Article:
“Ad astra per aspera” is the state motto of Kansas, which translates to “to the stars through difficulties” – a sentiment that has never felt more true than it does today. It emphasizes our values and optimism that, even when faced with the most difficult hardships, we come together as a state and keep our sights set on what’s important. We launched our #AdAstraStrong campaign to highlight “stars” throughout Kansas who are going above and beyond to give back to their community and provide hope during these challenging times. Stay tuned for more star stories and stay #AdAstraStrong.
If you know a Kansas “star” who is shining bright and helping others during the COVID-19 outbreak, nominate them on Facebook by sharing a brief description of their story with the #AdAstraStrong hashtag or email us at email@example.com. We can’t wait to tell more stories about the inspiring people who are embodying the strength and resiliency of Kansas right now.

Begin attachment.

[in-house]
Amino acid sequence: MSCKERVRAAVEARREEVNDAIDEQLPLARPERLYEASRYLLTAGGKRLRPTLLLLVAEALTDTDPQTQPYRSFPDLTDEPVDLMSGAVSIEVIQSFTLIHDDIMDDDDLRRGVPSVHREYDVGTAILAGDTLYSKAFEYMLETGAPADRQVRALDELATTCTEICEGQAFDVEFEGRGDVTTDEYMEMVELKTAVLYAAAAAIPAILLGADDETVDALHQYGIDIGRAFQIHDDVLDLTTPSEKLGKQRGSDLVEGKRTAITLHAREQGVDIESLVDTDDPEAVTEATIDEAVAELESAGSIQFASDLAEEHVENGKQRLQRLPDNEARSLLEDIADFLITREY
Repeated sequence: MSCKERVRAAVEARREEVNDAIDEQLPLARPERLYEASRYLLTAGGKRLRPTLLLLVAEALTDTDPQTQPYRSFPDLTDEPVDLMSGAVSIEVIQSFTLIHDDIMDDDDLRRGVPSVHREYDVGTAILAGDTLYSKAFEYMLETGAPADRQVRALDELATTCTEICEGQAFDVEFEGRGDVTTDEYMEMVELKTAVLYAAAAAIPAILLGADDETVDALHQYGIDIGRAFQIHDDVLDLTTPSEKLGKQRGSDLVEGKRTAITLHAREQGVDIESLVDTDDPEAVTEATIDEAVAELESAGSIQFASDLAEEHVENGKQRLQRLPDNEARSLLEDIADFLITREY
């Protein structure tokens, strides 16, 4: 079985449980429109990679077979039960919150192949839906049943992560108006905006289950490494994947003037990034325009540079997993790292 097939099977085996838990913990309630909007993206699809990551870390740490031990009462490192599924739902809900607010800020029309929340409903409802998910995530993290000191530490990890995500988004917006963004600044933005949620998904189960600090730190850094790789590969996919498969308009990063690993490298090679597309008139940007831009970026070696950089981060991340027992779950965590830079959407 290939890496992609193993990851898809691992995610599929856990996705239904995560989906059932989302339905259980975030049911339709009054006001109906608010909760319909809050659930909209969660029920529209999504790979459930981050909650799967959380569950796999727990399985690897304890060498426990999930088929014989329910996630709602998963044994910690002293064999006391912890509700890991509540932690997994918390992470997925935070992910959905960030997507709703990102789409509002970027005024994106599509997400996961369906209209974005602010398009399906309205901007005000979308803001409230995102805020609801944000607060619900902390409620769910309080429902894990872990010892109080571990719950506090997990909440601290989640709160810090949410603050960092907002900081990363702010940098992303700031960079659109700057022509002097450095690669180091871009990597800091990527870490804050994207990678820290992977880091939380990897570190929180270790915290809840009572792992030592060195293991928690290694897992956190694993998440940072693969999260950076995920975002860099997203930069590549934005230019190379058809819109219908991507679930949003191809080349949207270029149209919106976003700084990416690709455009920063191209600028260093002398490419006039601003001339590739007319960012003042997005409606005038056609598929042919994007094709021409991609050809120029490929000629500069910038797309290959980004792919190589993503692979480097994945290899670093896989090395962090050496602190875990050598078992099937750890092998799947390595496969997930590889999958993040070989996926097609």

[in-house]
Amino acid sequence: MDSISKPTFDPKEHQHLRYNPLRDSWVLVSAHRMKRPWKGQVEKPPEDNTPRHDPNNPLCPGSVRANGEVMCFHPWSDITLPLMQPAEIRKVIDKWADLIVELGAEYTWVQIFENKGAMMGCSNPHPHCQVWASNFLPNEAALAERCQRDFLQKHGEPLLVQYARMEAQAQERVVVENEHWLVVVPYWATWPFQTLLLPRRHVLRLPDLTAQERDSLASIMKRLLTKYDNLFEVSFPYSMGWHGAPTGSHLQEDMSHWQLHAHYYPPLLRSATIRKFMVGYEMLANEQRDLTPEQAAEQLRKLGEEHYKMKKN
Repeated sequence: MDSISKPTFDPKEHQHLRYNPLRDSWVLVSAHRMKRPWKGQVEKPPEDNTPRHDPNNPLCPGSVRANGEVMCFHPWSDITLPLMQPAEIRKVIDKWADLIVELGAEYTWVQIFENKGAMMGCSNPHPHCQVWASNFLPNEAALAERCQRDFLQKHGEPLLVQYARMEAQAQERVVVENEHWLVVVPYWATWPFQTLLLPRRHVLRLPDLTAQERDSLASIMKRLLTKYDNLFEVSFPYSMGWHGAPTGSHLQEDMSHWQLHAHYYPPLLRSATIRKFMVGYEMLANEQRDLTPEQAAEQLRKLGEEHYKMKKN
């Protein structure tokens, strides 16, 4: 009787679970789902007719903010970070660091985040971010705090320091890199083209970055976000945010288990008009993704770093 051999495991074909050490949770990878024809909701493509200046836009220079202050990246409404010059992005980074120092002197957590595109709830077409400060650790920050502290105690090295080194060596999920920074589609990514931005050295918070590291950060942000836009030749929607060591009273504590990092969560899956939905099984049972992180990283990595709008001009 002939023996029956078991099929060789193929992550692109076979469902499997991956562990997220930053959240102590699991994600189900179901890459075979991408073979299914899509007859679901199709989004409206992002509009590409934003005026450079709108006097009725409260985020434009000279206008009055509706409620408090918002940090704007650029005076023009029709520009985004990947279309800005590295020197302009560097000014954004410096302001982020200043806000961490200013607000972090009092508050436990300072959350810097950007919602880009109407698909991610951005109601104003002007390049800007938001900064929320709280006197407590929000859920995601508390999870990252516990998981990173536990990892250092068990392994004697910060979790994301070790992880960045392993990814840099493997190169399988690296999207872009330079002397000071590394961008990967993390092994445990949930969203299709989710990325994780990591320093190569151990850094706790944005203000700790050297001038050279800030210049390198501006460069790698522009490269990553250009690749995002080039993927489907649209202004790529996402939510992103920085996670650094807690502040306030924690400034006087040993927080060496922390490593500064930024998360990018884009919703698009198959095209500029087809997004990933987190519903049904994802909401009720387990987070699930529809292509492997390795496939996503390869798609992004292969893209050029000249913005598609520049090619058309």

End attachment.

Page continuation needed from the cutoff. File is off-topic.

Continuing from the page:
We are excited to recognize our next star, Jennifer Scott Koontz, MD, MPH from Newton, Kansas. Dr. Koontz has been actively helping her community during the pandemic by organizing groups to sew masks, writing articles to keep the community informed on coronavirus (COVID-19) news and policy changes, and consulting on county social distancing guidelines. Dr. Koontz grew up in Hutchinson, KS, and went to Bethel College in North Newton, KS. She then graduated with a Master of Public Health and a Doctor of Medicine degree from the University of Kansas School of Medicine. After completing her residency, Dr. Koontz moved to Newton, KS, where she has worked as a family and sports physician since 2009.
What have you been doing in Newton to assist your community during the COVID-19 pandemic?
I serve as the president of the Harvey County Medical Society (HCMS). In this role, I have coordinated a group of physicians to give input to our county’s re-opening and testing plans for COVID-19. In addition to advocating for adequate testing and contact tracing programs, we also promote frequent handwashing, social/physical distancing and wearing face masks in public spaces. I have also been writing daily COVID-19 updates for the community and writing a column for our local newspaper.